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Unfaithful Angels: How Social Work Has Abandoned its Mission


TheCrow
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Has anyone read "Unfaithful Angels: How Social Work Has Abandoned its Mission" by Harry Specht (Deceased Dean of Social Work at UC-Berkeley) and Mark Courtney (Professor at UChicago)? What were your thoughts?

 

"In this provocative examination of the fall of the profession of social work from its original mission to aid and serve the underprivileged, Harry Specht and Mark Courtney show how America's excessive trust in individualistic solutions to social problems have led to the abandonment of the poor in this country.

A large proportion of all certified social workers today have left the social services to enter private practice, thereby turning to the middle class -- those who can afford psychotherapy -- and away from the poor. As Specht and Courtney persuasively demonstrate, if social work continues to drift in this direction there is good reason to expect that the profession will be entirely engulfed by psychotherapy within the next twenty years, leaving a huge gap in the provision of social services traditionally filled by social workers. The authors examine the waste of public funds this trend occasions, as social workers educated with public money abandon community service in increasing numbers."

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I haven't ever read it but I think that you can still reach poorer populations. I mean I know therapists who take government funded insurance, I just don't think it is fair to fault someone for wanting to go into that they deem their fit. I'm saying that as someone who would like to eventually go into private practice though. I would love to read that book.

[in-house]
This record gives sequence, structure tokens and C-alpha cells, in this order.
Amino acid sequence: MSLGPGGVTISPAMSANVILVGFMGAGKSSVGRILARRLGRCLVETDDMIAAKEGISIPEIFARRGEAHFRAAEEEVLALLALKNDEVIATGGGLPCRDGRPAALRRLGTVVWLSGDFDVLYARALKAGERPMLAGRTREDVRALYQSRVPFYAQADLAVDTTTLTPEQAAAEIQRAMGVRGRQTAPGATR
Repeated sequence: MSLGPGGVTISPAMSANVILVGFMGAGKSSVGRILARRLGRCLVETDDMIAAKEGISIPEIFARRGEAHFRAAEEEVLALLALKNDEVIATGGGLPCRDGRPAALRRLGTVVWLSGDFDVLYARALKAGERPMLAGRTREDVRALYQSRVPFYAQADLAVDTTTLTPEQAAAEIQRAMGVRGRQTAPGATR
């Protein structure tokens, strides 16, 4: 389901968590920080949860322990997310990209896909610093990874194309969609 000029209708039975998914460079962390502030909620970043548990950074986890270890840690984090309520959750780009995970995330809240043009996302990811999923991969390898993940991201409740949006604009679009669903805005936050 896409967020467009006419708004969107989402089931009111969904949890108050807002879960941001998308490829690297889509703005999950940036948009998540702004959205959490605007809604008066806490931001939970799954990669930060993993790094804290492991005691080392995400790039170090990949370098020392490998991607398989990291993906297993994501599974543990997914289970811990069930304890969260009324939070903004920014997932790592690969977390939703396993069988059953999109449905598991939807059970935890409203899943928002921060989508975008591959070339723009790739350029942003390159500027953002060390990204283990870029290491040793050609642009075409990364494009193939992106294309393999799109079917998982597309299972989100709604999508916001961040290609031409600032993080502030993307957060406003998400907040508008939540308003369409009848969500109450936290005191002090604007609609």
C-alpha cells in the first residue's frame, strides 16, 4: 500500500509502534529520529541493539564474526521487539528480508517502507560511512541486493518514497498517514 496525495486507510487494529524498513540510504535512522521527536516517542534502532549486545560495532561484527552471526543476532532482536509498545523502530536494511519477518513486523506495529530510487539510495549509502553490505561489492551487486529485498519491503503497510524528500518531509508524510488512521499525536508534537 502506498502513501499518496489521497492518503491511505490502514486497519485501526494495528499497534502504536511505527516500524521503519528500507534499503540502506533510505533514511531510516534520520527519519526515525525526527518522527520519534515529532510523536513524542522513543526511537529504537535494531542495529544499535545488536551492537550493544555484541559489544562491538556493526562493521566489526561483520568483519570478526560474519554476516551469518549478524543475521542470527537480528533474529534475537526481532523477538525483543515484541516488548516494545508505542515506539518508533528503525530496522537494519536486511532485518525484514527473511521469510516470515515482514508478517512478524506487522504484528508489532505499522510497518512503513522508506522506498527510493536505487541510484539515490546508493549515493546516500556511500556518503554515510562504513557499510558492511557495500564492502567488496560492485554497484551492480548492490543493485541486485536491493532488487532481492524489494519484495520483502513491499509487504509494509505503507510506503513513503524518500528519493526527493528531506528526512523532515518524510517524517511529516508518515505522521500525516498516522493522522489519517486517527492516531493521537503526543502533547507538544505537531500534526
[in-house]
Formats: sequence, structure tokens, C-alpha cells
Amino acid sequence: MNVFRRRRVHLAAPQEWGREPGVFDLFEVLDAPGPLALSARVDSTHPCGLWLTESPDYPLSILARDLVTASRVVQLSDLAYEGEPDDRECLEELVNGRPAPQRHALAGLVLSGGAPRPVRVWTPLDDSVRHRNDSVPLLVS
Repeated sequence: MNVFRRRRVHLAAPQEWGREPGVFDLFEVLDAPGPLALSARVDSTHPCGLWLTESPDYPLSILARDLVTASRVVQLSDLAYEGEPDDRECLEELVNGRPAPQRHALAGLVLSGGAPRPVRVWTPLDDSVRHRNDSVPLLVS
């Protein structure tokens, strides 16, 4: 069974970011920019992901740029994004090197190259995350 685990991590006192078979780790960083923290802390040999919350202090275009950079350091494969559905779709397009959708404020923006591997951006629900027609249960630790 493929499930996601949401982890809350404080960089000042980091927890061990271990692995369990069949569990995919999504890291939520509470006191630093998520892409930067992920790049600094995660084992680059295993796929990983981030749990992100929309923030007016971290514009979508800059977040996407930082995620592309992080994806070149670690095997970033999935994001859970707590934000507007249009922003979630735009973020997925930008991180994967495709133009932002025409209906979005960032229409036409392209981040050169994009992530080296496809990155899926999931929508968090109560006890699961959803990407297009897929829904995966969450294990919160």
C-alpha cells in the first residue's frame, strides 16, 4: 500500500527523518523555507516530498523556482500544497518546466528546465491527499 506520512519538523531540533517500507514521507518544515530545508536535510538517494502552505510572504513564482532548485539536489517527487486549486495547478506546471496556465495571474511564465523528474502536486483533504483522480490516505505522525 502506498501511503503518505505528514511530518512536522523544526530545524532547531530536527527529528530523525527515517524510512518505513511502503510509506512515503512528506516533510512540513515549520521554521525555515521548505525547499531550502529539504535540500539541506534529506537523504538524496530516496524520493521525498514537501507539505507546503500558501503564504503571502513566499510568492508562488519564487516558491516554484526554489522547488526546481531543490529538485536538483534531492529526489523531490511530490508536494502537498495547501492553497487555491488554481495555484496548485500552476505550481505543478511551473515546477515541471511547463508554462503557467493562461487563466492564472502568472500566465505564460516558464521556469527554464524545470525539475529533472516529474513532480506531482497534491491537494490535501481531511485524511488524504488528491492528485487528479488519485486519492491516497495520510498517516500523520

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  • 3 weeks later...

The Crow: The book sounds very interesting and worthwhile, but I wonder why the authors are faulting social workers as "unfaithful," when it is our society's taxpayers who have decided that they don't want to pay taxes to support social services like social work for the poor. It seems that there is this expectation that social workers should be very willing to work for next to nothing - to see their careers as charity work. Has there ever been that same expectation of other vital public service providers, such as police officers, firemen, nurses or teachers?  (although teachers often get low wages, too)  Can you imagine state troopers being asked to work for $25,000 a year and with few benefits?  Social Work is a career heavily populated by women.  If it was a job with mostly men, do you think as many people would be promoting this idea that they should be willing to make lousy money?  Why should people who have achieved high levels of education and preparation for their careers be willing to accept pay so low that they can't decently support themselves and their families? I think that's an unreasonable demand of social workers. If and when our society decides to place any value on the lives and care of the poor, I believe plenty of social workers will be more than happy to serve them.  However, it is unfair for the taxpayers to expect that any professionals will work for free just so they can pay lower taxes. When our society places as much value on the lives and care of the poor as they do on fetuses, maybe we'll see reasonable salaries for social workers.  Until then, it's not fair to blame social workers for going where the money is.  They have bills and kids too.